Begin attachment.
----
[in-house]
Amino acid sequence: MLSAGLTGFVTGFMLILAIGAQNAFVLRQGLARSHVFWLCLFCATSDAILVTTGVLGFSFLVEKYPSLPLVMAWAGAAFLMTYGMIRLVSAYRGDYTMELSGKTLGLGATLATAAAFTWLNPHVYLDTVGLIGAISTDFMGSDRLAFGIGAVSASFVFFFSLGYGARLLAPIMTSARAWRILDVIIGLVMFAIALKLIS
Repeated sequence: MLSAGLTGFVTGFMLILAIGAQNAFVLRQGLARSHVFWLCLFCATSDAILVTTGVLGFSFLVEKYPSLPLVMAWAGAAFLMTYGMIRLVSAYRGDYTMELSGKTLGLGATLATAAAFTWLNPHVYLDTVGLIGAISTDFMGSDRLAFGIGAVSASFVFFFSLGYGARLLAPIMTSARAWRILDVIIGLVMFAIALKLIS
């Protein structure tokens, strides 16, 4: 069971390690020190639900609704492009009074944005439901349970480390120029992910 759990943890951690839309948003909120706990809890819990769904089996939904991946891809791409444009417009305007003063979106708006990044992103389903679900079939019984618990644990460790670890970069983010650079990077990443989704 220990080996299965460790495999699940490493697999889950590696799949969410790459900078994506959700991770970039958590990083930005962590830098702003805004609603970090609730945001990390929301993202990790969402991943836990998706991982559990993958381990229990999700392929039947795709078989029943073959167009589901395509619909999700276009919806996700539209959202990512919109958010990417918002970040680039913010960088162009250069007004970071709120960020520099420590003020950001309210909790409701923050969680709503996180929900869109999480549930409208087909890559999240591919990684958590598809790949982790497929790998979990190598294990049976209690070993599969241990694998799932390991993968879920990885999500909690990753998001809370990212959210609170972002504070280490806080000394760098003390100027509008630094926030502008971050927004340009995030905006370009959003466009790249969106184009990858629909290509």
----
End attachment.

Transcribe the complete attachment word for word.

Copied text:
[in-house]
Amino acid sequence: MLSAGLTGFVTGFMLILAIGAQNAFVLRQGLARSHVFWLCLFCATSDAILVTTGVLGFSFLVEKYPSLPLVMAWAGAAFLMTYGMIRLVSAYRGDYTMELSGKTLGLGATLATAAAFTWLNPHVYLDTVGLIGAISTDFMGSDRLAFGIGAVSASFVFFFSLGYGARLLAPIMTSARAWRILDVIIGLVMFAIALKLIS
Repeated sequence: MLSAGLTGFVTGFMLILAIGAQNAFVLRQGLARSHVFWLCLFCATSDAILVTTGVLGFSFLVEKYPSLPLVMAWAGAAFLMTYGMIRLVSAYRGDYTMELSGKTLGLGATLATAAAFTWLNPHVYLDTVGLIGAISTDFMGSDRLAFGIGAVSASFVFFFSLGYGARLLAPIMTSARAWRILDVIIGLVMFAIALKLIS
């Protein structure tokens, strides 16, 4: 069971390690020190639900609704492009009074944005439901349970480390120029992910 759990943890951690839309948003909120706990809890819990769904089996939904991946891809791409444009417009305007003063979106708006990044992103389903679900079939019984618990644990460790670890970069983010650079990077990443989704 220990080996299965460790495999699940490493697999889950590696799949969410790459900078994506959700991770970039958590990083930005962590830098702003805004609603970090609730945001990390929301993202990790969402991943836990998706991982559990993958381990229990999700392929039947795709078989029943073959167009589901395509619909999700276009919806996700539209959202990512919109958010990417918002970040680039913010960088162009250069007004970071709120960020520099420590003020950001309210909790409701923050969680709503996180929900869109999480549930409208087909890559999240591919990684958590598809790949982790497929790998979990190598294990049976209690070993599969241990694998799932390991993968879920990885999500909690990753998001809370990212959210609170972002504070280490806080000394760098003390100027509008630094926030502008971050927004340009995030905006370009959003466009790249969106184009990858629909290509």